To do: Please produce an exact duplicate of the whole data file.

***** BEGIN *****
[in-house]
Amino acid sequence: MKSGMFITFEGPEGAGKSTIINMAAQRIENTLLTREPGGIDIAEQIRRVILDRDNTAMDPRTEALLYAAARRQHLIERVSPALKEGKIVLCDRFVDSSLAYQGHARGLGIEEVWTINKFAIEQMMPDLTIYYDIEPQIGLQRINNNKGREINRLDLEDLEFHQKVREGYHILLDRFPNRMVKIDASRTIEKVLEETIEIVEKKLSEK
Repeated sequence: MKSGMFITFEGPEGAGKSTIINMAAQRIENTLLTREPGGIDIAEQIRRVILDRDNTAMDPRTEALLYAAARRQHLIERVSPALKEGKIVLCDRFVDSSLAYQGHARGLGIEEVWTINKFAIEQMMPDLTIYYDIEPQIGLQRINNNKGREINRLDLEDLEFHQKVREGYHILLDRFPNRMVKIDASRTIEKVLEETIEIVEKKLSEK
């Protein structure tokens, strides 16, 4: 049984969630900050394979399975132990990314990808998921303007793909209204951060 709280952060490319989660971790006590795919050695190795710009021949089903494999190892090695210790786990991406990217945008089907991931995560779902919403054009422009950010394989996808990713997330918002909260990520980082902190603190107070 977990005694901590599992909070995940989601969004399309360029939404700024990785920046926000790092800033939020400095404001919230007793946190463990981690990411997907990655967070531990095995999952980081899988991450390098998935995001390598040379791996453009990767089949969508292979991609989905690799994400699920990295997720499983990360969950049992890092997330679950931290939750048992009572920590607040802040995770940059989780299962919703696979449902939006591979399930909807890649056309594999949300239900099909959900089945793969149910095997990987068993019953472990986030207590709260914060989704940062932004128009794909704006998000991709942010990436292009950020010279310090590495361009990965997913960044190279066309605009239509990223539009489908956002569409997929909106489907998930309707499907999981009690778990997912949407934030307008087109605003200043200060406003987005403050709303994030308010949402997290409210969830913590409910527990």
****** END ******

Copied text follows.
[in-house]
Amino acid sequence: MKSGMFITFEGPEGAGKSTIINMAAQRIENTLLTREPGGIDIAEQIRRVILDRDNTAMDPRTEALLYAAARRQHLIERVSPALKEGKIVLCDRFVDSSLAYQGHARGLGIEEVWTINKFAIEQMMPDLTIYYDIEPQIGLQRINNNKGREINRLDLEDLEFHQKVREGYHILLDRFPNRMVKIDASRTIEKVLEETIEIVEKKLSEK
Repeated sequence: MKSGMFITFEGPEGAGKSTIINMAAQRIENTLLTREPGGIDIAEQIRRVILDRDNTAMDPRTEALLYAAARRQHLIERVSPALKEGKIVLCDRFVDSSLAYQGHARGLGIEEVWTINKFAIEQMMPDLTIYYDIEPQIGLQRINNNKGREINRLDLEDLEFHQKVREGYHILLDRFPNRMVKIDASRTIEKVLEETIEIVEKKLSEK
């Protein structure tokens, strides 16, 4: 049984969630900050394979399975132990990314990808998921303007793909209204951060 709280952060490319989660971790006590795919050695190795710009021949089903494999190892090695210790786990991406990217945008089907991931995560779902919403054009422009950010394989996808990713997330918002909260990520980082902190603190107070 977990005694901590599992909070995940989601969004399309360029939404700024990785920046926000790092800033939020400095404001919230007793946190463990981690990411997907990655967070531990095995999952980081899988991450390098998935995001390598040379791996453009990767089949969508292979991609989905690799994400699920990295997720499983990360969950049992890092997330679950931290939750048992009572920590607040802040995770940059989780299962919703696979449902939006591979399930909807890649056309594999949300239900099909959900089945793969149910095997990987068993019953472990986030207590709260914060989704940062932004128009794909704006998000991709942010990436292009950020010279310090590495361009990965997913960044190279066309605009239509990223539009489908956002569409997929909106489907998930309707499907999981009690778990997912949407934030307008087109605003200043200060406003987005403050709303994030308010949402997290409210969830913590409910527990």